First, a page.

Immigration

U.S. Proposes Immigration Rule Aimed at Entrepreneurs. Foreign entrepreneurs building new companies in the United States could soon gain a new immigration option that would grant them temporary entry for up to five years, under a rule proposed on Friday by the Department of Homeland Security. (New York Times)

The White House is planning to let more foreign entrepreneurs work in the U.S.. It could soon get a lot easier for foreigners to come to the U.S. to grow their startup. (Recode)

For one Syrian refugee, close, but no asylum. "Unfortunately, my application for residence permit has been rejected," wrote Safinaz Awad, a Syrian computer programmer who until that moment in early August represented a success story for asylum seekers in Sweden. (CNET)

Privacy

Congressman to FCC: Fix phone network flaw that allows eavesdropping. A documented weakness in Signaling System 7 has been shown to allow widespread interception of phone calls and text messages (SS7 is the public switched telephone network signaling protocol used to set up and route phone calls; it also allows for things like phone number portability). (Ars Technica)

Who are the hackers who cracked the iPhone?. What do we know about the curious, secretive NSO Group? Very little - but after this week, an awful lot more than we did before. (BBC News)

Considering Privacy in the Age of the Camera. There is no question that technology and the Internet have irreversibly complicated our relationship with privacy. In fact, they have taken many of the old ideals of privacy out back and hit them with a shovel. (GovTech)

Intellectual Property

European copyright rules: what happens now?. Brussels is ripping up its copyright rules. Everything from how video sites deal with copyright content to the rights of researchers to trawl through academic journals with software will be overhauled as part of the proposals coming out in September. (Financial Times)

Tax

Dynamic scoring flummoxes Republicans on tax cuts. Tax increases are not all bad for the economy, and tax cuts are not all good. (Politico Pro)

Close My Tax Loophole. My fellow venture capitalists and private equity investors are paying close attention to the heated election-year rhetoric about the future of “carried interest,” which is the performance fee we charge to manage other people’s money. (New York Times)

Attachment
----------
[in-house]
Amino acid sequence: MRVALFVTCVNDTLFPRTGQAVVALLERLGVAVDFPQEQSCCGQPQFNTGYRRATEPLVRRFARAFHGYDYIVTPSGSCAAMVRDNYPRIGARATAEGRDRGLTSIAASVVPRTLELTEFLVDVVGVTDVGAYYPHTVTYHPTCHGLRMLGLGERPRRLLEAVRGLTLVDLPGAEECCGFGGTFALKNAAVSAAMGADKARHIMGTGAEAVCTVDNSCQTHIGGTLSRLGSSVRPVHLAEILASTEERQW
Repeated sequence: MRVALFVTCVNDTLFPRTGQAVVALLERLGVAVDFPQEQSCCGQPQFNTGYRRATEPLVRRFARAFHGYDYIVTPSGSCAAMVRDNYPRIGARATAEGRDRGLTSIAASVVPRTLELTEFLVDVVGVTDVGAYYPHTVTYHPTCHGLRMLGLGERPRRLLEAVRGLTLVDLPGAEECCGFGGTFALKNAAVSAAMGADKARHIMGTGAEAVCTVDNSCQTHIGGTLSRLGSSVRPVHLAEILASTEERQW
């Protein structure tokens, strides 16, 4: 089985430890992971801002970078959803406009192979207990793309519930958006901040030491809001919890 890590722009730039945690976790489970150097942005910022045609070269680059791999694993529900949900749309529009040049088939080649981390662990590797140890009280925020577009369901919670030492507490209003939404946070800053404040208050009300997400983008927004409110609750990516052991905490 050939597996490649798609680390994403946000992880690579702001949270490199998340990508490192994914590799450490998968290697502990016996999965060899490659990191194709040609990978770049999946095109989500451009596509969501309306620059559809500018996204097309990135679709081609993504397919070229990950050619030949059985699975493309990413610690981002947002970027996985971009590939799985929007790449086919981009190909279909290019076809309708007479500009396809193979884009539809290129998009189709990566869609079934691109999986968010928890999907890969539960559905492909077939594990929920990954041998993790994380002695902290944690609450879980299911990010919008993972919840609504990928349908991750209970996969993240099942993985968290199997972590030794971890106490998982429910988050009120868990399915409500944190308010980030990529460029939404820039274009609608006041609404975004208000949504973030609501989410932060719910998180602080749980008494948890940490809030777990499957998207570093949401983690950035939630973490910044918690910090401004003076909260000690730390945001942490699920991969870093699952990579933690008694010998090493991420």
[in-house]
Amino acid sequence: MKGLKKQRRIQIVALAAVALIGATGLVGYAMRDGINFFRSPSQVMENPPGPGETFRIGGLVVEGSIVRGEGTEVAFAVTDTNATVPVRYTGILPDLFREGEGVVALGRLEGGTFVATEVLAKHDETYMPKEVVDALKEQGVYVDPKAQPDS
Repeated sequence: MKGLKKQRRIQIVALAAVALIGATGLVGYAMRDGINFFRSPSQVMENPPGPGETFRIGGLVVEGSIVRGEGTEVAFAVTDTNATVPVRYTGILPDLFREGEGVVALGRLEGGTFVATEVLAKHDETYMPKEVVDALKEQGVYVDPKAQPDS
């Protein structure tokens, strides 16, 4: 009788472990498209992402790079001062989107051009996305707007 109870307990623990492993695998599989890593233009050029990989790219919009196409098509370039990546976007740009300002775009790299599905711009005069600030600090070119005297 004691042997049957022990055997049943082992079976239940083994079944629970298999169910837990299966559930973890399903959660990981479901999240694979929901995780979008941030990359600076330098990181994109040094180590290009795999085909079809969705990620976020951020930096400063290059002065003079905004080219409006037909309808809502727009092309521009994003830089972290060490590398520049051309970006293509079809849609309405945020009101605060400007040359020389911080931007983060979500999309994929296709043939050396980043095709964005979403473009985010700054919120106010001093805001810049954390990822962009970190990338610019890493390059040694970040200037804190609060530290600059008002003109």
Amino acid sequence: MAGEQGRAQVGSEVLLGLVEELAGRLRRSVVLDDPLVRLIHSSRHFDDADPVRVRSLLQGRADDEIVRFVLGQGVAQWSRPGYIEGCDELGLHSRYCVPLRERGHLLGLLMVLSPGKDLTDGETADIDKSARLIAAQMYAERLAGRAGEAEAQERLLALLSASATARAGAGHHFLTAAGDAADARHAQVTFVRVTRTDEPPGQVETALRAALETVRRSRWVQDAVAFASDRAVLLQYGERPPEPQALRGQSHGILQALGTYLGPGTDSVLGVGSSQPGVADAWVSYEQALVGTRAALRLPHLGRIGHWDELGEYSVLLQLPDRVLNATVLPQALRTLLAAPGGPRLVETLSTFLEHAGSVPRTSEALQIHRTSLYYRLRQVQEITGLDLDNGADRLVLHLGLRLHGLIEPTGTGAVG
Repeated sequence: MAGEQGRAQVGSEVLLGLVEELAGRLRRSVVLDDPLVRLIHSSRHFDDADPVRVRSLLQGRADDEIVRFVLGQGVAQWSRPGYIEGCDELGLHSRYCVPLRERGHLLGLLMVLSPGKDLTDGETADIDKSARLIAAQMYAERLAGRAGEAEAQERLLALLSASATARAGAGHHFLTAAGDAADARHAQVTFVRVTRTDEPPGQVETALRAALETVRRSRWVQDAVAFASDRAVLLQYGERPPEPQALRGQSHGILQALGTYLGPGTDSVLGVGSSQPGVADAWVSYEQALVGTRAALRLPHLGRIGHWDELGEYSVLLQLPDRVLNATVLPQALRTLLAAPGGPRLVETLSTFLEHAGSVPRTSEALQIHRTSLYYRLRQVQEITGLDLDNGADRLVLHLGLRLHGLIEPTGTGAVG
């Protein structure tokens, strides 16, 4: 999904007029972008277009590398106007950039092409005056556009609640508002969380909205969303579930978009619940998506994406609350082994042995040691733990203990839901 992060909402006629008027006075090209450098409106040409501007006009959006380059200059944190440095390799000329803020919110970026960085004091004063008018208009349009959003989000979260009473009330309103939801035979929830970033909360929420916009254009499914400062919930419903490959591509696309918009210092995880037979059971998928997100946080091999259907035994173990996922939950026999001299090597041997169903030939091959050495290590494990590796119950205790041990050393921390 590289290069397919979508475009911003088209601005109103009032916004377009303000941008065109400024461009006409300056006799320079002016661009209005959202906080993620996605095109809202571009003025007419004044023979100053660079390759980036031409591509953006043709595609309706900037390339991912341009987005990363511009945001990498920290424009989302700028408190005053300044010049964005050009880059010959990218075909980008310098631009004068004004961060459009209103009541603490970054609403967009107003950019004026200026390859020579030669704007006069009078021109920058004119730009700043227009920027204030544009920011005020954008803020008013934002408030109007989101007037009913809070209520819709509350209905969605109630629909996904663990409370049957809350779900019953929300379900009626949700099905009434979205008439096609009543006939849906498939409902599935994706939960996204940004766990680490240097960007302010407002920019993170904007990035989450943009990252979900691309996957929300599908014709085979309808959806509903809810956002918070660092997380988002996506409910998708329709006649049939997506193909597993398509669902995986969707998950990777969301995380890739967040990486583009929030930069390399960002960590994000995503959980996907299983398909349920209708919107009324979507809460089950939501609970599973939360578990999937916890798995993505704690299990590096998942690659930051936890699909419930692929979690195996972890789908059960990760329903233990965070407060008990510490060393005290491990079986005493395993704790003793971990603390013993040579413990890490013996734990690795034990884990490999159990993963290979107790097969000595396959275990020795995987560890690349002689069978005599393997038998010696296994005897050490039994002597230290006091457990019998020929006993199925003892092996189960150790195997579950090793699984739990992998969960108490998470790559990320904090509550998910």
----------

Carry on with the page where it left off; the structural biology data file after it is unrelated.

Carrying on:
Internet of Things

Michigan may soon allow self-driving cars on the road with no one behind the wheel. Lots of companies are already testing self-driving cars on the road all over the country, but they have an actual driver at the controls, ready to take over if there is a hazard. (CNN)

One curious effect of the recession may bolster the case for driverless cars. Two researchers say they've discovered a curious relationship between deadly car crashes and the jobless rate — and the finding may have important implications for next-generation vehicle technologies like self-driving cars. (Washington Post)

Making the Top Smart City in Europe. The top smart cities in Europe include Amsterdam, Copenhagen and Barcelona. (GovTech)

Public Sector

Will the MEGABYTE Act save money?. A recently signed law promises to save the government at least $2 billion a year on software.

Officials: Yearly budgeting stifles cybersecurity. Current and former federal cybersecurity officials say the government needs to move from a one-year budget cycle to address critical cybersecurity and IT needs. (FCW)

Report: DOD must embrace open-source software. The Defense Department increasingly relies on software for everything from weapons systems to accounting, but it is failing to capitalize on the power of open-source software, according to a report from the Center for a New American Security. (FCW)

Sequestration cuts on horizon for 2017 if Congress doesn’t act. Agencies are safe from the impact of sequestration for the rest of fiscal 2016 — all five weeks — but next year is a different story. (Federal News Radio)